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ON FAITH & MEDIA View Comments

The Chronicles of Narnia: The Voyage of the Dawn Treader

By
John Mulderig
Source: Catholic News Service


Aslan and his charges are forces of good in C.S. Lewis's "The Chronicles of Narnia: The Voyage of the Dawn Treader."
"We have nothing if not belief," says a character in "The Chronicles of Narnia: The Voyage of the Dawn Treader" (Fox).

And, indeed, with its youthful protagonists confronting forces of darkness both within themselves and around them, this screen version of the third in C.S. Lewis' classic series of Christian-themed allegorical novels—a mix of live action and animation—keeps the need for faith front and center.

A murky backstory and slightly sketchy plot, though, make director Michael Apted's addition to the franchise—which began with 2005's "The Lion, the Witch and the Wardrobe," and continued with "Prince Caspian" in 2008—somewhat less impressive dramatically than thematically.

The opening scenes, set in World War II-era Britain, find brother and sister Edmund and Lucy Pevensie (Skandar Keynes and Georgie Henley)—two of the four original human visitors to Narnia—lodging with relatives, including their obnoxious, cynical cousin, Eustace Scrubb (Will Poulter).

Resentful at having to share his room with Edmund, Eustace, as the facts-only embodiment of modern rationalism, also sneers at his cousins' tales of travel to a magical kingdom. So it comes as a surprise when a seascape painting hanging on the wall suddenly floods the boys' bedroom, and the tide carries all three children off to Narnia's Eastern Sea.

Saved from drowning by their old friend, Caspian (Ben Barnes), now the king of Narnia, the siblings are delighted to be reunited with him aboard the "Dawn Treader," pride of the kingdom's fleet. They've arrived at an opportune time, since Caspian is in the midst of a quest to vanquish a menacing manifestation of evil that takes the form of a green mist capable of making its victims disappear.

It's here that the exposition in Christopher Markus, Stephen McFeely and Michael Petroni's script begins to feel a little burdensome. Suffice it to say that the siblings—and, more reluctantly, their traveling companion—agree to join Caspian on his mission.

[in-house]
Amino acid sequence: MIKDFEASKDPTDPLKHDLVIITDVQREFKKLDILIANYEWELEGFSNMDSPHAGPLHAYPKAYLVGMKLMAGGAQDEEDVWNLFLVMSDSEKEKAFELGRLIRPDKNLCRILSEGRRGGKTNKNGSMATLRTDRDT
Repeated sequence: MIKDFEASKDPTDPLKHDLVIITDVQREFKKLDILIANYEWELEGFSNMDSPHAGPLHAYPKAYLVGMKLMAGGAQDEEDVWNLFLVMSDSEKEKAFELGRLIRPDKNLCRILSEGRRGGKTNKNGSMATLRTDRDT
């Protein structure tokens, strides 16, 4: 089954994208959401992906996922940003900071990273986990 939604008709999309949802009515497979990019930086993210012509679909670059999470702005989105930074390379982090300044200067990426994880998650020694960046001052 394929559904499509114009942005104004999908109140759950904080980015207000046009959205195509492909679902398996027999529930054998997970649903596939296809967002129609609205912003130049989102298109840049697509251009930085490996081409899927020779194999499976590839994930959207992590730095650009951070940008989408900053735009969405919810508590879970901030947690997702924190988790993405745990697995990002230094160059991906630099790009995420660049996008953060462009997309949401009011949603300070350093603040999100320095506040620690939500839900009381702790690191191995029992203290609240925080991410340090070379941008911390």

This eventually requires them to bring together at the table of the noble lion Aslan (voice of Liam Neeson)—Narnia's spiritual lord whose redeeming death and resurrection are recounted in Lewis' first volume and in the first film—seven magical swords empowered to protect the land from harm.

During the adventures that ensue, Edmund and Lucy battle temptations ranging from vanity and envy to ambition, greed and cowardice. Meanwhile, helped along by the wisdom of one of Caspian's sidekicks, plucky warrior mouse Reepicheep (voice of Simon Pegg), Eustace endures an unwelcome physical transformation which ultimately leads him down the path toward a far more positive spiritual conversion.

Richly cargoed with Gospel-based moral lessons and Christian overtones, this swashbuckling sequel, despite its occasionally rocky progress through the waves, bears viewers on an enjoyable, and mostly kid-friendly, voyage.

The film contains considerable peril and bloodless violence and a couple of mild bathroom jokes. The Catholic News Service classification is A-II—adults and adolescents. The Motion Picture Association of America rating is PG—parental guidance suggested.

*****
John Mulderig is on the staff of Catholic News Service.



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Maria Bertilla Boscardin: If anyone knew rejection, ridicule and disappointment, it was today’s saint. But such trials only brought Maria Bertilla Boscardin closer to God and more determined to serve him. 
<p>Born in Italy in 1888, the young girl lived in fear of her father, a violent man prone to jealousy and drunkenness. Her schooling was limited so that she could spend more time helping at home and working in the fields. She showed few talents and was often the butt of jokes. </p><p>In 1904 she joined the Sisters of St. Dorothy and was assigned to work in the kitchen, bakery and laundry. After some time Maria received nurses’ training and began working in a hospital with children suffering from diphtheria. There the young nun seemed to find her true vocation: nursing very ill and disturbed children. Later, when the hospital was taken over by the military in World War I, Sister Maria Bertilla fearlessly cared for patients amidst the threat of constant air raids and bombings. </p><p>She died in 1922 after suffering for many years from a painful tumor. Some of the patients she had nursed many years before were present at her canonization in 1961.</p> American Catholic Blog We need to take up our crosses, but we also need to be gentle with them and with ourselves. If we sit holding our own crosses too tightly we will not be able to put our arms around anyone else, nor will they be able to put their arms around us. That includes God.


 
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